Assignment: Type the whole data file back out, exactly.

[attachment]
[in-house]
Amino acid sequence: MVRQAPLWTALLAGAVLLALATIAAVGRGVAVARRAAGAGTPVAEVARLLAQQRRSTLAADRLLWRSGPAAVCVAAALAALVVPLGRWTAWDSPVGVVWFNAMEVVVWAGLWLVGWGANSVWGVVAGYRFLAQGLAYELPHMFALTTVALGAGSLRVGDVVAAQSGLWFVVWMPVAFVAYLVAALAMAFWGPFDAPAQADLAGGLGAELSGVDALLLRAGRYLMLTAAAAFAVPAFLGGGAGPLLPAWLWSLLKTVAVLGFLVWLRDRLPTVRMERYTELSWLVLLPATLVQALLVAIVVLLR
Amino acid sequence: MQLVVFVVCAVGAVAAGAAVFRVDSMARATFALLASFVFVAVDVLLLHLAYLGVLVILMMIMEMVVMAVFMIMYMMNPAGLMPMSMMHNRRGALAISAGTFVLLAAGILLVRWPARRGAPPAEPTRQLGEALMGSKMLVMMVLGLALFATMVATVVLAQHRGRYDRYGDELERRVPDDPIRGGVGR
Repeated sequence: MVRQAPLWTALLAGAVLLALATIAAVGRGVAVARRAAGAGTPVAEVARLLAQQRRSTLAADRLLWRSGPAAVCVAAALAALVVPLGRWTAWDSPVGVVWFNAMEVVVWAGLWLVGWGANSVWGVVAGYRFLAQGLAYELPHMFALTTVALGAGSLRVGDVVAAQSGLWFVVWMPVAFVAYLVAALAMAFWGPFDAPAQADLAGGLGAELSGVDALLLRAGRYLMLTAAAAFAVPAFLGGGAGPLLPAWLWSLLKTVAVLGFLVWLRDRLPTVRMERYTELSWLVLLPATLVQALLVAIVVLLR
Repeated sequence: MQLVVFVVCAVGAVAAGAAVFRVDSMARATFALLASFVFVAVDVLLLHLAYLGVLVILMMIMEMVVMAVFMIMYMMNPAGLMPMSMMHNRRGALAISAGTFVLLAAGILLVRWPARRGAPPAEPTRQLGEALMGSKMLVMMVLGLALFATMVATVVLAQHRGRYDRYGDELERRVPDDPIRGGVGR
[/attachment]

[in-house]
Amino acid sequence: MVRQAPLWTALLAGAVLLALATIAAVGRGVAVARRAAGAGTPVAEVARLLAQQRRSTLAADRLLWRSGPAAVCVAAALAALVVPLGRWTAWDSPVGVVWFNAMEVVVWAGLWLVGWGANSVWGVVAGYRFLAQGLAYELPHMFALTTVALGAGSLRVGDVVAAQSGLWFVVWMPVAFVAYLVAALAMAFWGPFDAPAQADLAGGLGAELSGVDALLLRAGRYLMLTAAAAFAVPAFLGGGAGPLLPAWLWSLLKTVAVLGFLVWLRDRLPTVRMERYTELSWLVLLPATLVQALLVAIVVLLR
Amino acid sequence: MQLVVFVVCAVGAVAAGAAVFRVDSMARATFALLASFVFVAVDVLLLHLAYLGVLVILMMIMEMVVMAVFMIMYMMNPAGLMPMSMMHNRRGALAISAGTFVLLAAGILLVRWPARRGAPPAEPTRQLGEALMGSKMLVMMVLGLALFATMVATVVLAQHRGRYDRYGDELERRVPDDPIRGGVGR
Repeated sequence: MVRQAPLWTALLAGAVLLALATIAAVGRGVAVARRAAGAGTPVAEVARLLAQQRRSTLAADRLLWRSGPAAVCVAAALAALVVPLGRWTAWDSPVGVVWFNAMEVVVWAGLWLVGWGANSVWGVVAGYRFLAQGLAYELPHMFALTTVALGAGSLRVGDVVAAQSGLWFVVWMPVAFVAYLVAALAMAFWGPFDAPAQADLAGGLGAELSGVDALLLRAGRYLMLTAAAAFAVPAFLGGGAGPLLPAWLWSLLKTVAVLGFLVWLRDRLPTVRMERYTELSWLVLLPATLVQALLVAIVVLLR
Repeated sequence: MQLVVFVVCAVGAVAAGAAVFRVDSMARATFALLASFVFVAVDVLLLHLAYLGVLVILMMIMEMVVMAVFMIMYMMNPAGLMPMSMMHNRRGALAISAGTFVLLAAGILLVRWPARRGAPPAEPTRQLGEALMGSKMLVMMVLGLALFATMVATVVLAQHRGRYDRYGDELERRVPDDPIRGGVGR